Antonio herrera y Tordesillas

Antonio de Herrera y Tordesillas (1549 - 1625) was a chronicler, historian, and writer of the Spanish Golden Age, author of Historia general de los hechos de los castellanos en las Islas y Tierra Firme del mar Océano que llaman Indias Occidentales ("General History of the Deeds of the Castilians on the Islands and Mainland of the Ocean Sea Known As the West Indies"), better known in Spanish as Décadas and considered one of the best works written on the conquest of the Americas.

He was Chief Chronicler of Castile and the Americas during the reigns of Philip II and Philip III.

Cristóbal Pérez Pastor called him the "prince of the historians of the Americas". He is considered the most prolific historian of his era, and his works also include a general history of the world, a history of Portugal, and a description of the Americas. His output also features translations of works from Italian and Latin into Spanish, and a translation of his own Descripción de las Indias Occidentales ("Description of the West Indies") into Dutch.

Herrera is not given much value by modern historians. A standard Spanish reference work describes him as "an official historian, who was not impartial... [He was] an opportunist, a schemer, and greedy...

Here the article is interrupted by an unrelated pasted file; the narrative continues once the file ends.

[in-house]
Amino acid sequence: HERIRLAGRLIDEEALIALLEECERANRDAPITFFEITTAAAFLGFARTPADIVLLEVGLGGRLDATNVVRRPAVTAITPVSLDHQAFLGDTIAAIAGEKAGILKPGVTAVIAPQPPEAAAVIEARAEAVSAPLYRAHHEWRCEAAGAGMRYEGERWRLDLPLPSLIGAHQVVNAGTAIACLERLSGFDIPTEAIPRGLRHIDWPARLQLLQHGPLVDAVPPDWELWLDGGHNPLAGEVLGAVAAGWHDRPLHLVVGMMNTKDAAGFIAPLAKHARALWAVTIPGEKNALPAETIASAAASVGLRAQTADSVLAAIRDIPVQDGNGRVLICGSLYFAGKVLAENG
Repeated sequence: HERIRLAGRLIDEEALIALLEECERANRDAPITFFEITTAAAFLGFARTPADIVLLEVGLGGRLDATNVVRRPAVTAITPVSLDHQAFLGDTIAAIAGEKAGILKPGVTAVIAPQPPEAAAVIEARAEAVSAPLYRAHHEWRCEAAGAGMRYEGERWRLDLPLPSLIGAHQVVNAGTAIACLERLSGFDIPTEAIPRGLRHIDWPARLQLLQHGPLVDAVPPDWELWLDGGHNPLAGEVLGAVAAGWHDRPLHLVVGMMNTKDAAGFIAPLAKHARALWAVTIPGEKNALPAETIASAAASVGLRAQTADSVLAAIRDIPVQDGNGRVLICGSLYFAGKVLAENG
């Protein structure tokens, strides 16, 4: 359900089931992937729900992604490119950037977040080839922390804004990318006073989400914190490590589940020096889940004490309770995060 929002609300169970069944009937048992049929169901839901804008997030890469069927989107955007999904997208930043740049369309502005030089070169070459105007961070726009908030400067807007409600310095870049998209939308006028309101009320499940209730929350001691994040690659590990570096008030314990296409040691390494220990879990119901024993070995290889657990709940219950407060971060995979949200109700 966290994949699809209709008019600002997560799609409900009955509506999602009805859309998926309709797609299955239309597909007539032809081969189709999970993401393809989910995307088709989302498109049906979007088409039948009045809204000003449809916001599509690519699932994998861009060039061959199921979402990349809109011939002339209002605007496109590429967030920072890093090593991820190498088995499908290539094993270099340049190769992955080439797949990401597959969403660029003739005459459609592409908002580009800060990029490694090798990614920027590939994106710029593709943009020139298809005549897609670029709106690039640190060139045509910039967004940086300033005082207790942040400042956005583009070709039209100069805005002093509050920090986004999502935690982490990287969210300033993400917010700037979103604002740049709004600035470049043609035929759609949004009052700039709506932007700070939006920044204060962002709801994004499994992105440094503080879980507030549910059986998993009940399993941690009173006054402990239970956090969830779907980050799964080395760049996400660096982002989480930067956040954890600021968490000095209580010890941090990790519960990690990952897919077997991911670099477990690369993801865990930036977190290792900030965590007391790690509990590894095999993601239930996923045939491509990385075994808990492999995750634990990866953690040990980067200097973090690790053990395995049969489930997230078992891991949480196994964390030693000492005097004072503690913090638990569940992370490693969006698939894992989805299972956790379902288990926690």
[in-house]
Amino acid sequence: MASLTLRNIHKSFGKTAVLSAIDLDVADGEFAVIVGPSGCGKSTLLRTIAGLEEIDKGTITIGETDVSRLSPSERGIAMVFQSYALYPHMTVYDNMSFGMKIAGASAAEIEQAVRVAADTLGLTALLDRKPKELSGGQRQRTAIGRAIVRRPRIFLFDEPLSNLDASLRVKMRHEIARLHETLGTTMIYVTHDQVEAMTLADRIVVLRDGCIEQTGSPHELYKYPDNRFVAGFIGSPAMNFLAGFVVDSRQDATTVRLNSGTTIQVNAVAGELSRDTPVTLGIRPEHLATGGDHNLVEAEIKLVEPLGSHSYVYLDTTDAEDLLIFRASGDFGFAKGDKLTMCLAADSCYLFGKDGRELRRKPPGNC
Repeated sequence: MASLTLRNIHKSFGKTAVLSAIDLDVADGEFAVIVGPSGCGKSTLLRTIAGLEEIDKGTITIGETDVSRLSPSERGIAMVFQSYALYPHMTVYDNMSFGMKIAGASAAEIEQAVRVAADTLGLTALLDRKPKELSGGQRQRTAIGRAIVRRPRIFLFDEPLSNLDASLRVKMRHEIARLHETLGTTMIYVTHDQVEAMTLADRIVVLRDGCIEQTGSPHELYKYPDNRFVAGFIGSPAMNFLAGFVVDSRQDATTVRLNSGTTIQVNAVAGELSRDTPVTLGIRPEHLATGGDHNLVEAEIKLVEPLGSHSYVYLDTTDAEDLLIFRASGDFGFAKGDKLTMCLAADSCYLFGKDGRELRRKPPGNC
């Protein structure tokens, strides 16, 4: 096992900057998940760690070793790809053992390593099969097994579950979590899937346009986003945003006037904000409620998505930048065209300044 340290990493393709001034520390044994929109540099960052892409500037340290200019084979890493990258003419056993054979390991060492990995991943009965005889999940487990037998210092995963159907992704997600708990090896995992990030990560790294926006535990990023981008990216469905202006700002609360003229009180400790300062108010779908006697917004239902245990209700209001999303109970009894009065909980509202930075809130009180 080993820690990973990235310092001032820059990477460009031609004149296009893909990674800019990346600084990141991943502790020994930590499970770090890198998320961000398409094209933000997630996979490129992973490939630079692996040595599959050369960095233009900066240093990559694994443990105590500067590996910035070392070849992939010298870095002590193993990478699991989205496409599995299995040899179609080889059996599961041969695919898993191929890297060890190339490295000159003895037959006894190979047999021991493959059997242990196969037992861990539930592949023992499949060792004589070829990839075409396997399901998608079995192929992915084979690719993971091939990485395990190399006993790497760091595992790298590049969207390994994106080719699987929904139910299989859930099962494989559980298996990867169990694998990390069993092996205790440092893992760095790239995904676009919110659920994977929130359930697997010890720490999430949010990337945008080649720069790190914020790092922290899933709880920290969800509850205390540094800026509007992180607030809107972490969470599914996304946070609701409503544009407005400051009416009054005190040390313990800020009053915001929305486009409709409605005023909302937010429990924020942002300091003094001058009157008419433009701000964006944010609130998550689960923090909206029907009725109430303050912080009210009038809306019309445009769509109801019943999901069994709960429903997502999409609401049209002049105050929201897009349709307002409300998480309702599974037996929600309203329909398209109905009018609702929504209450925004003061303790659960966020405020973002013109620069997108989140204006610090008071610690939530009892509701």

He plagiarized entire works which were unpublished at the time... He had no interest in Native American civilization and never dealt with it.

The books consisted of the first (Herrera's "Indiae Occidentalis.") and second (Jacob Le Maire's "Historia Navigationis Australis") parts of the book are concerned with the New World,`The second volume details the Pacific island groups and New Guinea, in search of Terra Australis between 1615 and 1617.

Le Maire's was the last of the 17th-century expeditions to search for the unknown continent from the east, and in addition to showing that New Guinea was indeed an island and not the westernmost edge of the imaginary continent, his discovery of and voyage around Cape Horn relieved the trading monopoly of the East India Company by finding an alternative route to the East Indies which did not violate the Company Charter which prevented other Dutch trading companies from using the existing routes of the Straits of Magellan and Cape Hope.